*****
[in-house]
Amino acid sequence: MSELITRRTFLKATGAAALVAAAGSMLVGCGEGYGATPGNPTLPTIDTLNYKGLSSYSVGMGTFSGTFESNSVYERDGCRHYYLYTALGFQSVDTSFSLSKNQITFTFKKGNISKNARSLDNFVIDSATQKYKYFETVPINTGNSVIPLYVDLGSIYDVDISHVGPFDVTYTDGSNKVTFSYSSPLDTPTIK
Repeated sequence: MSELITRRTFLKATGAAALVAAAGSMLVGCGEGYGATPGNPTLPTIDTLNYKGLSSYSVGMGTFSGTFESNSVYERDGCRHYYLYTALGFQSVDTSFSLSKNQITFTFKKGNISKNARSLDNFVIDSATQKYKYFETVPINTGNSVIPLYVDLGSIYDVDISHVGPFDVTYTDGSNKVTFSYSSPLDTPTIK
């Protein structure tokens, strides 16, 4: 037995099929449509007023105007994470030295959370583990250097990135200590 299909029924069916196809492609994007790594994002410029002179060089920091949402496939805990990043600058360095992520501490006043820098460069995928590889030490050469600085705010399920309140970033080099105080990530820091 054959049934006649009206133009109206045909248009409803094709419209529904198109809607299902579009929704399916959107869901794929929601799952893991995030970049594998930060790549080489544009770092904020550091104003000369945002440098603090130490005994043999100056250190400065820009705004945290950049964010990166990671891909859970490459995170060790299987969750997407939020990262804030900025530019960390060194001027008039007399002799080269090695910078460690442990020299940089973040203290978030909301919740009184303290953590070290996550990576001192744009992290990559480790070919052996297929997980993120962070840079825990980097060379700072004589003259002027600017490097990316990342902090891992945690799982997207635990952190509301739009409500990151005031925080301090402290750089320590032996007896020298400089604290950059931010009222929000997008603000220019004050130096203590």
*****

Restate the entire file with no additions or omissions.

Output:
[in-house]
Amino acid sequence: MSELITRRTFLKATGAAALVAAAGSMLVGCGEGYGATPGNPTLPTIDTLNYKGLSSYSVGMGTFSGTFESNSVYERDGCRHYYLYTALGFQSVDTSFSLSKNQITFTFKKGNISKNARSLDNFVIDSATQKYKYFETVPINTGNSVIPLYVDLGSIYDVDISHVGPFDVTYTDGSNKVTFSYSSPLDTPTIK
Repeated sequence: MSELITRRTFLKATGAAALVAAAGSMLVGCGEGYGATPGNPTLPTIDTLNYKGLSSYSVGMGTFSGTFESNSVYERDGCRHYYLYTALGFQSVDTSFSLSKNQITFTFKKGNISKNARSLDNFVIDSATQKYKYFETVPINTGNSVIPLYVDLGSIYDVDISHVGPFDVTYTDGSNKVTFSYSSPLDTPTIK
């Protein structure tokens, strides 16, 4: 037995099929449509007023105007994470030295959370583990250097990135200590 299909029924069916196809492609994007790594994002410029002179060089920091949402496939805990990043600058360095992520501490006043820098460069995928590889030490050469600085705010399920309140970033080099105080990530820091 054959049934006649009206133009109206045909248009409803094709419209529904198109809607299902579009929704399916959107869901794929929601799952893991995030970049594998930060790549080489544009770092904020550091104003000369945002440098603090130490005994043999100056250190400065820009705004945290950049964010990166990671891909859970490459995170060790299987969750997407939020990262804030900025530019960390060194001027008039007399002799080269090695910078460690442990020299940089973040203290978030909301919740009184303290953590070290996550990576001192744009992290990559480790070919052996297929997980993120962070840079825990980097060379700072004589003259002027600017490097990316990342902090891992945690799982997207635990952190509301739009409500990151005031925080301090402290750089320590032996007896020298400089604290950059931010009222929000997008603000220019004050130096203590």